Activity is Part of Senior Lecturer Bert Meeuwsen’s PhD Research
Six Wittenborg MBM students specialising in Human Resource Management participated in an educational event coordinated by senior lecturer Bert Meeuwsen. The activity is part of the PhD research Meeuwsen is conducting at Leiden University, titled “Cross-Cultural Business Ethics Educational Intervention Exploratory Study”, which investigates the role of educational interventions in helping students self-develop business ethics virtues (read more here).
All students who participated in the session have been taking the High-Performance Leadership module, taught by Meeuwsen. A seventh student who is also pursuing a master’s degree in Human Resource Management, Faezeh Yavarnejad, joined the activity as an assistant, observing and monitoring, with the goal of collecting material for her thesis on how master’s modules and lecturers address the subject of business ethics.
During the session, students were required to analyse twelve moral dilemma scenarios individually and to decide whether those situations could be classified as ethical or legal dilemmas. The activity was conducted with the aid of the Moral Dilemma Analysis Tool (MDAT), which Meeuwsen had previously developed and trained the students to use. After the analysis of the scenarios had been concluded, the results were exhibited in a diagram, which detailed whether participants considered most of the dilemmas to be of an ethical or legal nature.
The students were actively engaged and presented valuable suggestions on how the research can be further developed, according to Meeuwsen. “This exploratory study provided wonderful opportunities for collaboration. The students realised that there was a problem with the way the questionnaire was organised and made suggestions on how to solve it, so that it works better the next time it is applied. This is one of the things I wanted to achieve, because it is always important to double check research,” he said.
Meeuwsen also pointed out that the participants gave him positive feedback. “They told me that, by participating in the High-Performance Leadership module and in this activity, they felt they were developing themselves and improving their business ethics competencies. The preliminary results of this study are promising and indicate that the assistance of lecturers and external tools could contribute to the self-development of ethical business virtues by students, but this will be further tested over the coming years.”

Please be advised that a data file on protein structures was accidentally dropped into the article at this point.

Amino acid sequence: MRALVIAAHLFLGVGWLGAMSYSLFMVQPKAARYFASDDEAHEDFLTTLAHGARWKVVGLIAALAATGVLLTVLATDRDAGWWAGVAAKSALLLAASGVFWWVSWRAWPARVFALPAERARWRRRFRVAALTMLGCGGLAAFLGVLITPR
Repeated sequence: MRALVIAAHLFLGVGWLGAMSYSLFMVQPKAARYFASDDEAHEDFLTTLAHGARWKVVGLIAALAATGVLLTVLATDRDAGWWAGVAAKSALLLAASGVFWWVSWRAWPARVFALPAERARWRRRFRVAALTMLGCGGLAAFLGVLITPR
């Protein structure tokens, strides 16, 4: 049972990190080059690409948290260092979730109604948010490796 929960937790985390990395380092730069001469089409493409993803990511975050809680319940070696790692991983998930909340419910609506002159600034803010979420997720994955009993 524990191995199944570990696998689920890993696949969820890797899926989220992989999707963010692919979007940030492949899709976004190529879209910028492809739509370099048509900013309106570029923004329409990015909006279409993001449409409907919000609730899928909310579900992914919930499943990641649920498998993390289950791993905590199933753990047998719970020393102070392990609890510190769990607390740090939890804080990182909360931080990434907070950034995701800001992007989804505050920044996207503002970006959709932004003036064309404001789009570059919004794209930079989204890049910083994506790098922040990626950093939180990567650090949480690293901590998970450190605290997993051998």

Faezeh Yavarnejad, in her role as student assistant, described the activity as a great experience, adding that it provided her with useful insights. “It is a really interesting exercise, because it exposes participants to real-life situations in which it can be difficult to tell what is right and wrong. This activity prepares students for the business dilemmas they might encounter in their careers, and can open their eyes and help them approach these challenges from different angles,” she said.
By the end of the High-Performance Leadership module, students will be required to deliver a short reflection concerning their participation in the session, as well as an individual and a group assignment.
According to MBM student Sara Shahidi, her participation in the module has helped her develop important managerial skills, even considering her previous experience as the head of a project management office in Iran. “This module has changed my mindset and given me a broader view of management, especially when it comes to ethics. My mind used to be a bit binary, and I tended to look at any situation in a black-and-white way. Now, I have become more flexible due to the knowledge I have gained,” she says.
Shahidi believes that studying business ethics is vital for professionals. “Each decision we make regarding our business has an impact, and when there is a moral code from the beginning, we can avoid any future consequences that could be a threat to our business and negatively affect our career.”
Collaboration between Lecturers
Prior to the educational intervention, the students had performed other activities through the High-Performance Leadership module, such as reading academic literature, attending lectures and answering questionnaires.
One of the questionnaires answered by participants was based on the BELS scale, which was developed by Wittenborg assistant professor Fahad Shakeel during his PhD research. Shakeel also participated by discussing the overall results of the questionnaire with students. In the following days, he provided each student with individual feedback on their results.
Shakeel explained that this is one of the first few studies where the BELS scale has been used, after being validated during his PhD research. He added that he is satisfied to see that its preliminary results are aligned with his previously published work. “One of my earlier studies sees the development of ethical leadership competencies as a process, with defined stages and behaviours. The students’ responses show a pattern that puts them into one of the initial stages of development, both individually and as a group. Bert will repeat this experiment the other times the module is offered, but this is definitely a promising beginning for both the BELS scale and Bert’s research,” he said.
by Ulisses Sawczuk